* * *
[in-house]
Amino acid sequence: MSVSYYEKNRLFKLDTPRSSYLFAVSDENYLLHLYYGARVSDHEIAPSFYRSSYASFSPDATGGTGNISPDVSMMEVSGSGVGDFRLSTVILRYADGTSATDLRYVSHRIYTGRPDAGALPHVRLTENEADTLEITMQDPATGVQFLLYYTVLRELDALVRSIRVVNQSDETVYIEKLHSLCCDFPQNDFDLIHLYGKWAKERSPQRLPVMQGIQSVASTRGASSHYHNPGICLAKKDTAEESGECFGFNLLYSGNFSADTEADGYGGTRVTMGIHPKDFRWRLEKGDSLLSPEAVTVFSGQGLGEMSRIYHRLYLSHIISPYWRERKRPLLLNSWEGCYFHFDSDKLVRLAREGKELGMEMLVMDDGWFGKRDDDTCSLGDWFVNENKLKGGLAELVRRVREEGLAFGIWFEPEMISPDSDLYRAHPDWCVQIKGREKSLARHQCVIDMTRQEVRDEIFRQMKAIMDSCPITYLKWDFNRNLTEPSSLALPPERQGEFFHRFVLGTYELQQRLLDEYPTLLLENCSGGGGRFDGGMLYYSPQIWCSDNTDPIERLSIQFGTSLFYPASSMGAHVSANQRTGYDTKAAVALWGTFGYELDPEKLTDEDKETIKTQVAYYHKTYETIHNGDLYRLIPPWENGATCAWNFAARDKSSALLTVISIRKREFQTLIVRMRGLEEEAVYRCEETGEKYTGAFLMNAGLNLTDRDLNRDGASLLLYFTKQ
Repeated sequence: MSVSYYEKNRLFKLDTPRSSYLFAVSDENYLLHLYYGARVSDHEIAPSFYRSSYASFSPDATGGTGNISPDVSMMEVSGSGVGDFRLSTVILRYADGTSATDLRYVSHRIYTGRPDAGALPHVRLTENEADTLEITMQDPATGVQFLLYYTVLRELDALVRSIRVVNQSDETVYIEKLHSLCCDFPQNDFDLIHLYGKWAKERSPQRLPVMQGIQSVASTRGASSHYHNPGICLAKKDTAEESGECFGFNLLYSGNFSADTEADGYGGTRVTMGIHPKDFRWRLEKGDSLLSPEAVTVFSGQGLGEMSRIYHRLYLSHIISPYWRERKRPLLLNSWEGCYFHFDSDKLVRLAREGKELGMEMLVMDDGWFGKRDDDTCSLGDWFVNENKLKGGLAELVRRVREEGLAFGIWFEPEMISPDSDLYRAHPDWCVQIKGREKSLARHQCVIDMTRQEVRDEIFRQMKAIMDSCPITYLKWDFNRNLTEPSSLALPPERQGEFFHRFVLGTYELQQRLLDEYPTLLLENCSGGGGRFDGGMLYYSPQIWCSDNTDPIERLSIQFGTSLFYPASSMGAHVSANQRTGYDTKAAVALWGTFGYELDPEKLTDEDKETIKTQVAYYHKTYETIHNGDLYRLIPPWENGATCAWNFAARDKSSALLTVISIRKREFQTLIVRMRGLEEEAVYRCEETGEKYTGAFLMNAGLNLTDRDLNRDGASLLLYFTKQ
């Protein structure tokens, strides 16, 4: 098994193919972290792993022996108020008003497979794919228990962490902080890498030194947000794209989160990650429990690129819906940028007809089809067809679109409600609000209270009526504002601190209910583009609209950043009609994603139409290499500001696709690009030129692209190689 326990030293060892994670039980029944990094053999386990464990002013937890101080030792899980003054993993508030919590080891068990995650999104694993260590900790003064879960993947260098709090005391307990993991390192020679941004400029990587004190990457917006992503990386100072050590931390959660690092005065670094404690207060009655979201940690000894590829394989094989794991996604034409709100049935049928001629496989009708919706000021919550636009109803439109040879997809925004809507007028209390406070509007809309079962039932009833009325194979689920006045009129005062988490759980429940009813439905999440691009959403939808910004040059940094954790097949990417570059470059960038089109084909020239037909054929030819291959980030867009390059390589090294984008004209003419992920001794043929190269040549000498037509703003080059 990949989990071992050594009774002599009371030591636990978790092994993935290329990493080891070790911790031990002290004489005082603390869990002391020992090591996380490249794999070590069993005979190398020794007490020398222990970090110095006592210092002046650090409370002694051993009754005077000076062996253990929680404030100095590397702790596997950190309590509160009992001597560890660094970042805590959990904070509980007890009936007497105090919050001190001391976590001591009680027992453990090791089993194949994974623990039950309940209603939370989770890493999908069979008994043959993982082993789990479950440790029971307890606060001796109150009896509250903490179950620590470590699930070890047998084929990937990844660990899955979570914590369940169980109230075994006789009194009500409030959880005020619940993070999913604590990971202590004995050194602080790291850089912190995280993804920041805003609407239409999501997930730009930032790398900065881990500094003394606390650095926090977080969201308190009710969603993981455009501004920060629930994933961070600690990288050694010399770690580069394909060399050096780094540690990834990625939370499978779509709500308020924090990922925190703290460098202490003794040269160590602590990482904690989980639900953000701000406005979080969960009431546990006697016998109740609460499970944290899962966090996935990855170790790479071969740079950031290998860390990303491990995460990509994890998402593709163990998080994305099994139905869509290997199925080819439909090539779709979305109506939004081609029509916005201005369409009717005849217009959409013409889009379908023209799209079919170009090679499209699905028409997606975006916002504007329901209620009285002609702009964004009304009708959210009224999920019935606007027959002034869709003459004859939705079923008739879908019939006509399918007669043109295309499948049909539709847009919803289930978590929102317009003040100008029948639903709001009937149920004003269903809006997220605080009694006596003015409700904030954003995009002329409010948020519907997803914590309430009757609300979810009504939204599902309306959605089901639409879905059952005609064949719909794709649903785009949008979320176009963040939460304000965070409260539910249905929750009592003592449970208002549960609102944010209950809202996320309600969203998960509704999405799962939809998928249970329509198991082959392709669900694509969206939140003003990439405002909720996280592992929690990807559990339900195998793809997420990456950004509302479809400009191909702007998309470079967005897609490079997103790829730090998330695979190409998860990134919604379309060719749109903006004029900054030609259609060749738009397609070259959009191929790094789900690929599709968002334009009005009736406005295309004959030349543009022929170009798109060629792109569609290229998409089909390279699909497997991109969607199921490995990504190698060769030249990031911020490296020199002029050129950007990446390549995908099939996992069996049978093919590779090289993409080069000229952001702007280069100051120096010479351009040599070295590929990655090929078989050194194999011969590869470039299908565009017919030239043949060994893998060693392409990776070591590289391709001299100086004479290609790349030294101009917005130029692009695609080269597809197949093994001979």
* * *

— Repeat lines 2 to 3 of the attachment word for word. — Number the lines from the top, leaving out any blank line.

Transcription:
Amino acid sequence: MSVSYYEKNRLFKLDTPRSSYLFAVSDENYLLHLYYGARVSDHEIAPSFYRSSYASFSPDATGGTGNISPDVSMMEVSGSGVGDFRLSTVILRYADGTSATDLRYVSHRIYTGRPDAGALPHVRLTENEADTLEITMQDPATGVQFLLYYTVLRELDALVRSIRVVNQSDETVYIEKLHSLCCDFPQNDFDLIHLYGKWAKERSPQRLPVMQGIQSVASTRGASSHYHNPGICLAKKDTAEESGECFGFNLLYSGNFSADTEADGYGGTRVTMGIHPKDFRWRLEKGDSLLSPEAVTVFSGQGLGEMSRIYHRLYLSHIISPYWRERKRPLLLNSWEGCYFHFDSDKLVRLAREGKELGMEMLVMDDGWFGKRDDDTCSLGDWFVNENKLKGGLAELVRRVREEGLAFGIWFEPEMISPDSDLYRAHPDWCVQIKGREKSLARHQCVIDMTRQEVRDEIFRQMKAIMDSCPITYLKWDFNRNLTEPSSLALPPERQGEFFHRFVLGTYELQQRLLDEYPTLLLENCSGGGGRFDGGMLYYSPQIWCSDNTDPIERLSIQFGTSLFYPASSMGAHVSANQRTGYDTKAAVALWGTFGYELDPEKLTDEDKETIKTQVAYYHKTYETIHNGDLYRLIPPWENGATCAWNFAARDKSSALLTVISIRKREFQTLIVRMRGLEEEAVYRCEETGEKYTGAFLMNAGLNLTDRDLNRDGASLLLYFTKQ
Repeated sequence: MSVSYYEKNRLFKLDTPRSSYLFAVSDENYLLHLYYGARVSDHEIAPSFYRSSYASFSPDATGGTGNISPDVSMMEVSGSGVGDFRLSTVILRYADGTSATDLRYVSHRIYTGRPDAGALPHVRLTENEADTLEITMQDPATGVQFLLYYTVLRELDALVRSIRVVNQSDETVYIEKLHSLCCDFPQNDFDLIHLYGKWAKERSPQRLPVMQGIQSVASTRGASSHYHNPGICLAKKDTAEESGECFGFNLLYSGNFSADTEADGYGGTRVTMGIHPKDFRWRLEKGDSLLSPEAVTVFSGQGLGEMSRIYHRLYLSHIISPYWRERKRPLLLNSWEGCYFHFDSDKLVRLAREGKELGMEMLVMDDGWFGKRDDDTCSLGDWFVNENKLKGGLAELVRRVREEGLAFGIWFEPEMISPDSDLYRAHPDWCVQIKGREKSLARHQCVIDMTRQEVRDEIFRQMKAIMDSCPITYLKWDFNRNLTEPSSLALPPERQGEFFHRFVLGTYELQQRLLDEYPTLLLENCSGGGGRFDGGMLYYSPQIWCSDNTDPIERLSIQFGTSLFYPASSMGAHVSANQRTGYDTKAAVALWGTFGYELDPEKLTDEDKETIKTQVAYYHKTYETIHNGDLYRLIPPWENGATCAWNFAARDKSSALLTVISIRKREFQTLIVRMRGLEEEAVYRCEETGEKYTGAFLMNAGLNLTDRDLNRDGASLLLYFTKQ